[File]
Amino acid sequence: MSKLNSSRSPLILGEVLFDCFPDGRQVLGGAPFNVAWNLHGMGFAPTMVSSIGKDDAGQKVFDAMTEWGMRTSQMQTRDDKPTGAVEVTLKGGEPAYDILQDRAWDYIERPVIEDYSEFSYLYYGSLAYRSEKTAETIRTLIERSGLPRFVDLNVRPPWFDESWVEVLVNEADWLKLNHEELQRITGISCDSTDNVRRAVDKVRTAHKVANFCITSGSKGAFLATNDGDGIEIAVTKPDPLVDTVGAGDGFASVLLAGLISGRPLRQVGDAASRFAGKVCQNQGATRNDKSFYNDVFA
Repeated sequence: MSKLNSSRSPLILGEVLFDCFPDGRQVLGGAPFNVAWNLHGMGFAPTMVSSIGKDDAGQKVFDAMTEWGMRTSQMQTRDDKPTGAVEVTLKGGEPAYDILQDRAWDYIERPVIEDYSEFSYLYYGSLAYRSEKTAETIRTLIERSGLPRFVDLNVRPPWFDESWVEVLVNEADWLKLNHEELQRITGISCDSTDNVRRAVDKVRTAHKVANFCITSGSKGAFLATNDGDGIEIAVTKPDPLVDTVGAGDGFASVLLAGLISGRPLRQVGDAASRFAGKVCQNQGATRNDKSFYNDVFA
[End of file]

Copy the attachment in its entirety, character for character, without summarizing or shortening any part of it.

Amino acid sequence: MSKLNSSRSPLILGEVLFDCFPDGRQVLGGAPFNVAWNLHGMGFAPTMVSSIGKDDAGQKVFDAMTEWGMRTSQMQTRDDKPTGAVEVTLKGGEPAYDILQDRAWDYIERPVIEDYSEFSYLYYGSLAYRSEKTAETIRTLIERSGLPRFVDLNVRPPWFDESWVEVLVNEADWLKLNHEELQRITGISCDSTDNVRRAVDKVRTAHKVANFCITSGSKGAFLATNDGDGIEIAVTKPDPLVDTVGAGDGFASVLLAGLISGRPLRQVGDAASRFAGKVCQNQGATRNDKSFYNDVFA
Repeated sequence: MSKLNSSRSPLILGEVLFDCFPDGRQVLGGAPFNVAWNLHGMGFAPTMVSSIGKDDAGQKVFDAMTEWGMRTSQMQTRDDKPTGAVEVTLKGGEPAYDILQDRAWDYIERPVIEDYSEFSYLYYGSLAYRSEKTAETIRTLIERSGLPRFVDLNVRPPWFDESWVEVLVNEADWLKLNHEELQRITGISCDSTDNVRRAVDKVRTAHKVANFCITSGSKGAFLATNDGDGIEIAVTKPDPLVDTVGAGDGFASVLLAGLISGRPLRQVGDAASRFAGKVCQNQGATRNDKSFYNDVFA